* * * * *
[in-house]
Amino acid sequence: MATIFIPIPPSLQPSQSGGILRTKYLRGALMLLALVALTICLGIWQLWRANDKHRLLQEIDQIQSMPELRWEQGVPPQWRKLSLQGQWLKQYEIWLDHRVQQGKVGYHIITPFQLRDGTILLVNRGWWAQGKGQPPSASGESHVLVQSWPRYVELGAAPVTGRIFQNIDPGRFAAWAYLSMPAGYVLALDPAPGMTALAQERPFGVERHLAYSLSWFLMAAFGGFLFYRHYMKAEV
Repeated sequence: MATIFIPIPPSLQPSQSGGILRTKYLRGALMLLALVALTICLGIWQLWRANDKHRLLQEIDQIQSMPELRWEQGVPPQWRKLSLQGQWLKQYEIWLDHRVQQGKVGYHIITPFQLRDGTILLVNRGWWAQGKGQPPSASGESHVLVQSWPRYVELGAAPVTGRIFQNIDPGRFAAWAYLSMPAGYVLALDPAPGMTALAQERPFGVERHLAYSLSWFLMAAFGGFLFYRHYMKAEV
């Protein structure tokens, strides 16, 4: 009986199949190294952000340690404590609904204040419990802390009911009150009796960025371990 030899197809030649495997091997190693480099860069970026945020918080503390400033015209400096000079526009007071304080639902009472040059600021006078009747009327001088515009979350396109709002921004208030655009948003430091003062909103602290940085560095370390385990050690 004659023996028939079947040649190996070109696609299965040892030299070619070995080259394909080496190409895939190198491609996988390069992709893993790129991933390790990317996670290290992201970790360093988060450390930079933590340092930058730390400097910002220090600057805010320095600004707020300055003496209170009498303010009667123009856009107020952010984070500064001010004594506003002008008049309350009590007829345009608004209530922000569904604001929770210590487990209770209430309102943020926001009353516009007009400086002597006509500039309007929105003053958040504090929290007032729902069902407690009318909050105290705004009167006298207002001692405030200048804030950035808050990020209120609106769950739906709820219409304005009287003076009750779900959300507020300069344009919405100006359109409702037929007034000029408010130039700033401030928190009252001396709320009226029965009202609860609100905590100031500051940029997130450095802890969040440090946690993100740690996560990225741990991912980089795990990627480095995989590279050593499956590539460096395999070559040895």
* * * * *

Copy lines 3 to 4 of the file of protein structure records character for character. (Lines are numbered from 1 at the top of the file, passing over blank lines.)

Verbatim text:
Repeated sequence: MATIFIPIPPSLQPSQSGGILRTKYLRGALMLLALVALTICLGIWQLWRANDKHRLLQEIDQIQSMPELRWEQGVPPQWRKLSLQGQWLKQYEIWLDHRVQQGKVGYHIITPFQLRDGTILLVNRGWWAQGKGQPPSASGESHVLVQSWPRYVELGAAPVTGRIFQNIDPGRFAAWAYLSMPAGYVLALDPAPGMTALAQERPFGVERHLAYSLSWFLMAAFGGFLFYRHYMKAEV
């Protein structure tokens, strides 16, 4: 009986199949190294952000340690404590609904204040419990802390009911009150009796960025371990 030899197809030649495997091997190693480099860069970026945020918080503390400033015209400096000079526009007071304080639902009472040059600021006078009747009327001088515009979350396109709002921004208030655009948003430091003062909103602290940085560095370390385990050690 004659023996028939079947040649190996070109696609299965040892030299070619070995080259394909080496190409895939190198491609996988390069992709893993790129991933390790990317996670290290992201970790360093988060450390930079933590340092930058730390400097910002220090600057805010320095600004707020300055003496209170009498303010009667123009856009107020952010984070500064001010004594506003002008008049309350009590007829345009608004209530922000569904604001929770210590487990209770209430309102943020926001009353516009007009400086002597006509500039309007929105003053958040504090929290007032729902069902407690009318909050105290705004009167006298207002001692405030200048804030950035808050990020209120609106769950739906709820219409304005009287003076009750779900959300507020300069344009919405100006359109409702037929007034000029408010130039700033401030928190009252001396709320009226029965009202609860609100905590100031500051940029997130450095802890969040440090946690993100740690996560990225741990991912980089795990990627480095995989590279050593499956590539460096395999070559040895």